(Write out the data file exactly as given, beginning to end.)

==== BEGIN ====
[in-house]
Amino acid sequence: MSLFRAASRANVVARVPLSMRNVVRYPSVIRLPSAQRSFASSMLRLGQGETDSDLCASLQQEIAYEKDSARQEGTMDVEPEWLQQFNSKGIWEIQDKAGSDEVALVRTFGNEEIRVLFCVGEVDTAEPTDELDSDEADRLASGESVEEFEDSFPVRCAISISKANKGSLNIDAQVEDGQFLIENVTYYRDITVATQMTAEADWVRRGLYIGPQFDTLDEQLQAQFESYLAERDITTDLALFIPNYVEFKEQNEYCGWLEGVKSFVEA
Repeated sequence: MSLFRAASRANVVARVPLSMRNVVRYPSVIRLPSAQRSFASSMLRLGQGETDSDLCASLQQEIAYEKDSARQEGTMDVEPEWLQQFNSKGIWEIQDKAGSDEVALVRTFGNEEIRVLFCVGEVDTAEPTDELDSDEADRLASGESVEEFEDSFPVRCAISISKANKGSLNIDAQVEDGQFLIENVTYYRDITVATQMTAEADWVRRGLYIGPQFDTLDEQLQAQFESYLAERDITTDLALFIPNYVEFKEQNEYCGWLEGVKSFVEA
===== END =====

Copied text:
[in-house]
Amino acid sequence: MSLFRAASRANVVARVPLSMRNVVRYPSVIRLPSAQRSFASSMLRLGQGETDSDLCASLQQEIAYEKDSARQEGTMDVEPEWLQQFNSKGIWEIQDKAGSDEVALVRTFGNEEIRVLFCVGEVDTAEPTDELDSDEADRLASGESVEEFEDSFPVRCAISISKANKGSLNIDAQVEDGQFLIENVTYYRDITVATQMTAEADWVRRGLYIGPQFDTLDEQLQAQFESYLAERDITTDLALFIPNYVEFKEQNEYCGWLEGVKSFVEA
Repeated sequence: MSLFRAASRANVVARVPLSMRNVVRYPSVIRLPSAQRSFASSMLRLGQGETDSDLCASLQQEIAYEKDSARQEGTMDVEPEWLQQFNSKGIWEIQDKAGSDEVALVRTFGNEEIRVLFCVGEVDTAEPTDELDSDEADRLASGESVEEFEDSFPVRCAISISKANKGSLNIDAQVEDGQFLIENVTYYRDITVATQMTAEADWVRRGLYIGPQFDTLDEQLQAQFESYLAERDITTDLALFIPNYVEFKEQNEYCGWLEGVKSFVEA